Sex tourism is a new phenomenon created out of the citizens of the global North’s desires to travel to the exotic lands of the Global South. Much like human trafficking, this topic is actually quite old and has gained a lot of international attention due to its portrayal in films, books or the media. Both of these occurrences have foundations based in Westerner’s interactions with non-Europeans or “Others”. These interactions included first slavery, colonization and now what we like to call globalization. While globalization might have had positive effects for all of those involved, it also created new avenues to reinforce inequality and exploitation across gendered, sexed and racial lines.
To gain an overall understanding of each of the major concepts, I will define them using various sources of literature. First, there needs to be a link made between sex tourism and human trafficking. The former is described as,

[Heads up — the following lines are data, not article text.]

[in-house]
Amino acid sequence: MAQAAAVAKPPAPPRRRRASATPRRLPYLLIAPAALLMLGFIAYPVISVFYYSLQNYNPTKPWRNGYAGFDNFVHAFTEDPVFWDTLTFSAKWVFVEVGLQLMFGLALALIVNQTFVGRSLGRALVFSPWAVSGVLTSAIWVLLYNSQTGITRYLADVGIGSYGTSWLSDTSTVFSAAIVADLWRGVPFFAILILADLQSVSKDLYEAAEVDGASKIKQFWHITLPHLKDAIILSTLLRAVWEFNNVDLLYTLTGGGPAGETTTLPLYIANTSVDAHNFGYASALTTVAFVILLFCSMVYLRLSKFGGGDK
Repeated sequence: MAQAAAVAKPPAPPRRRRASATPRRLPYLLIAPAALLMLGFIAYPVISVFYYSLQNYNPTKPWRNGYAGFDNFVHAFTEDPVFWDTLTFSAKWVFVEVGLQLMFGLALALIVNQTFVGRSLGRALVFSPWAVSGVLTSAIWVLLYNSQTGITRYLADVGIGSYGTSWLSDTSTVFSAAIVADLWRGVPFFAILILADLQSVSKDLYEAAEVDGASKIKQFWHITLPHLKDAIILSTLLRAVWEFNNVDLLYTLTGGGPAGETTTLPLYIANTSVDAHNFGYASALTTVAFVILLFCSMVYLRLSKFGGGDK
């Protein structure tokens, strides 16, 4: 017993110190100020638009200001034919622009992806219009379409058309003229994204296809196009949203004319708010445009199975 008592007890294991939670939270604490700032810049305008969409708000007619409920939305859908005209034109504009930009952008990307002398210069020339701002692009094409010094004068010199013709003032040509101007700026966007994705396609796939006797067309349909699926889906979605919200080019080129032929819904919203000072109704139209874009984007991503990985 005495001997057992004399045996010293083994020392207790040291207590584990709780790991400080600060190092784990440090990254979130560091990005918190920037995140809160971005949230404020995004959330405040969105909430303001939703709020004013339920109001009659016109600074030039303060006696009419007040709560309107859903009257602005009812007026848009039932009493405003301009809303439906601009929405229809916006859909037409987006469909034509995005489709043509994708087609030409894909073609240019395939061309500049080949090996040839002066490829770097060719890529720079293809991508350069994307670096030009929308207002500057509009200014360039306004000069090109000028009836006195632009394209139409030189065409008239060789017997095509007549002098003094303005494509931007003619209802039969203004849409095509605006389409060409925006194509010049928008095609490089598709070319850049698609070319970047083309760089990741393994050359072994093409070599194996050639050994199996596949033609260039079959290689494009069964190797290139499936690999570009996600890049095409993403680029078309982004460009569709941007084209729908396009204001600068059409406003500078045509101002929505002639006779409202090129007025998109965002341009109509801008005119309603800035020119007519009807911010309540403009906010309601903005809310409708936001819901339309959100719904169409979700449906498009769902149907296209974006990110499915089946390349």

An ambiguous term with some observers applying it strictly to organized tours in which sex with prostitutes is the main attraction, while others extend the concept to those who travel for other reasons but hire prostitutes while away. (Eirienne, 2009)
Within sex tourism there is a more sinister form known as child sex tourism. A report written by the United Nations Human Rights Office of the High Commissioner stated that “this is an exploitation of children for sexual purposes by who those who travel to engage in sexual activities with children” (Combating Child Sex Tourism, 2013). This includes child trafficking, child prostitution, child pornography and the selling of children for sexual exploitation. As one can perceive from the definitions given above, sex tourism is a form of human trafficking in itself.
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